That discovery brought us to a difficult crossroads. We basically had two options in front of us:
- Double down on timers and add more functionality to them.
- Remove the feature completely.
After a long deliberation, we made the hard decision to remove timers from TimeTune 😥 (Note: we won’t be removing timers until December 2019).
But if you keep reading you’ll see why this will be good for the project in the long run 🙀
Additionally, if you have to deal with any kind of product with features in your daily job (either a software product or not), you may find valuable insights in the article too.
DID TIMERS FIT OUR MAIN PURPOSE?
When you have doubts about a feature in your product, the first question you should ask yourself is ‘Does this feature really contribute to the main purpose of my product?’.
In our case, the main goal in TimeTune is to help you improve your distribution of time so you can be more productive. But sadly, timers did not contribute to that.
Timers in TimeTune were just a different way to set a reminder, where instead of choosing a specific time we chose a duration. This may be a handy tool sometimes, but it doesn’t help us optimize our distribution of time.
The worst part of keeping a minor feature in your product is that it will steal time and focus from your main goal. In the end, the whole product will suffer.
LESS, BUT BETTER
The quote means that good products do just one thing, but they excel at it. They have a single value proposition and all their features contribute harmoniously to it.
If you ignore this principle and add too many features, your product may become a Swiss Army knife. Attractive at first but impractical for any serious purposes.
If you’re interested in knowing more, you’ll find a very good article on how to apply this principle to UX design here.
COGNITIVE LOAD AND COMPLEXITY
Even after changing TimeTune’s onboarding process a few weeks ago, we still receive periodic reviews from first-time users saying that they find the app difficult and non-intuitive.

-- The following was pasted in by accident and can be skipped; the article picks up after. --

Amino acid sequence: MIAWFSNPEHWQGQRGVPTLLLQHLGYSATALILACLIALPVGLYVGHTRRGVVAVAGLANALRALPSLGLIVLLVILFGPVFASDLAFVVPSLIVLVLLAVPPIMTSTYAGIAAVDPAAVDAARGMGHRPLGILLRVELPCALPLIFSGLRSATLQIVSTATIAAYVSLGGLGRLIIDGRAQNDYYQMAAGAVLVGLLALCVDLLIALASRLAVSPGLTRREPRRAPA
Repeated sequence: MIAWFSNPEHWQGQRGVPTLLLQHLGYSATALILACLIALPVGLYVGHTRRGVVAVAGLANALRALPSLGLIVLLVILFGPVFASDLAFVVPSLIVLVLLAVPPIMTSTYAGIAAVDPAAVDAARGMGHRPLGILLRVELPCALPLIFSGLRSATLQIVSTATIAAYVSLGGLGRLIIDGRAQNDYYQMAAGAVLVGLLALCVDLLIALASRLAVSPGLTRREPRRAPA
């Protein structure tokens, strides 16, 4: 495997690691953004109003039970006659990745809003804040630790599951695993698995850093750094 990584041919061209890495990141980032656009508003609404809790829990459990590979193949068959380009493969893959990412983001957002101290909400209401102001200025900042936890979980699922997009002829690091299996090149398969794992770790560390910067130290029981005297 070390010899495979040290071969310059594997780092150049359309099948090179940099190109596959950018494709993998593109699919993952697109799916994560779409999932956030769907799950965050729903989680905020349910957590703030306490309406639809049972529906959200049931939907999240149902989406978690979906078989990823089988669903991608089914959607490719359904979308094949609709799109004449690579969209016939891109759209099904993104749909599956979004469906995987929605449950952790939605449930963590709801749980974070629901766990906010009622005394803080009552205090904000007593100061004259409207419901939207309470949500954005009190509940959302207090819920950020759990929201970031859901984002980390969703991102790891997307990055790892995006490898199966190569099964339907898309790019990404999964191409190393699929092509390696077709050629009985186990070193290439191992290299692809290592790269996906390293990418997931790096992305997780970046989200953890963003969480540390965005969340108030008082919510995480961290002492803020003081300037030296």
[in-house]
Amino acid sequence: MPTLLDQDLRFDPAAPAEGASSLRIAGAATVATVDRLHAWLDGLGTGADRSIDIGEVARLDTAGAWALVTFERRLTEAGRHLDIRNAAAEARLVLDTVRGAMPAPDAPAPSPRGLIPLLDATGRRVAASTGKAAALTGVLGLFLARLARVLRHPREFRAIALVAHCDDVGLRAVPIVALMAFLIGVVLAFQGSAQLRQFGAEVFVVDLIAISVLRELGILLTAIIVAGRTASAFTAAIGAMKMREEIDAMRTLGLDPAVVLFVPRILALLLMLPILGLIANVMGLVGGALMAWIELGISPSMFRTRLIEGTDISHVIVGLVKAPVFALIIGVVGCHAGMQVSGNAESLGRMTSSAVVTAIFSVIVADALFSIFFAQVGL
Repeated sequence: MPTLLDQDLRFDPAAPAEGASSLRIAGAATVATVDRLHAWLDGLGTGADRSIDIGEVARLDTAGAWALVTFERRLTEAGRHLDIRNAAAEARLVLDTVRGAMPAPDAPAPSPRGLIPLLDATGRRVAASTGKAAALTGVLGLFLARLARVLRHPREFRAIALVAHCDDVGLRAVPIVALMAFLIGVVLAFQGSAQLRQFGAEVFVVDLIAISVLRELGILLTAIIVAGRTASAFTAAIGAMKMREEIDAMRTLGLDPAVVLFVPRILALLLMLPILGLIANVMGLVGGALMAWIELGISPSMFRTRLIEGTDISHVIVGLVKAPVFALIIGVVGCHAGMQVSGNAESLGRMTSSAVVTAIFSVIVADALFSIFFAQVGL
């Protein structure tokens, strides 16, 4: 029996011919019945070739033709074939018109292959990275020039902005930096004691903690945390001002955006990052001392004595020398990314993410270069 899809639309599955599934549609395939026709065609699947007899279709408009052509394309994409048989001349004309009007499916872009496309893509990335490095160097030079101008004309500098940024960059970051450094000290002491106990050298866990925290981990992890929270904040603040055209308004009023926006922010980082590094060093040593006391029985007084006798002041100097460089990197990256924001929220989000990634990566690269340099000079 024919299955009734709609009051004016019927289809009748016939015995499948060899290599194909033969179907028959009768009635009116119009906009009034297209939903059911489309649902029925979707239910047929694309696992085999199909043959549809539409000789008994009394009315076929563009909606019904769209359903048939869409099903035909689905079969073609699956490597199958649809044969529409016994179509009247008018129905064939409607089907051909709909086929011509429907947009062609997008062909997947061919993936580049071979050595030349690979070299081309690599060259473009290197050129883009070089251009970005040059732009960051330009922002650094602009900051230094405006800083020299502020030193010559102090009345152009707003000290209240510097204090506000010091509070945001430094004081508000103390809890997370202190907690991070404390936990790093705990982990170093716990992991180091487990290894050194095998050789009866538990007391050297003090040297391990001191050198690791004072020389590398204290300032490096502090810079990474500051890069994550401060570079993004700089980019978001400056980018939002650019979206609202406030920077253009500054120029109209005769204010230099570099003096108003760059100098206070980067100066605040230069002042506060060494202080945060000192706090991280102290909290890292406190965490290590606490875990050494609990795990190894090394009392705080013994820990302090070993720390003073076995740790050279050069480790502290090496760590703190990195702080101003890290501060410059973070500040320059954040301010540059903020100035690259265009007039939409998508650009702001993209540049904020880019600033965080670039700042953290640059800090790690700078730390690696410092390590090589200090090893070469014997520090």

Many factors contribute to that, and one of them is seeing too many features at once.
Our minds like simple things. Intuitive things that can be understood at first glance. If we make our minds think too much before using a product, they may end up rejecting the product altogether.
Removing timers from TimeTune is a small change in the whole design, but it will help us reduce cognitive load and app complexity.
WHEN ONE DOOR CLOSES, ANOTHER OPENS
Removing a feature doesn’t necessarily mean that the feature is lost forever.
For example, timers could reappear in TimeTune with a different shape. They could be added as a count-down clock for routine activities or even for events ⏳
Additionally, we’re open to the possibility of creating an app just for timers, with better and more powerful features. If there’s enough demand, we’ll definitely consider the idea! 📢
So if you’re thinking about removing a feature from your product, don’t think of it just as a loss. You’re effectively increasing the value proposition of the product and you’re opening the door to better features and new products.
Although it’s hard to see a feature disappear, sometimes it’s the best thing you can do for your product.
In our case, removing timers was necessary. That will allow us to focus on our main goal and make TimeTune better.
Finally, if you were a power user of timers, we have a question for you: are there any timer features that you cannot find in other apps?
If there are, let us know. We may end up creating an app for that! 😉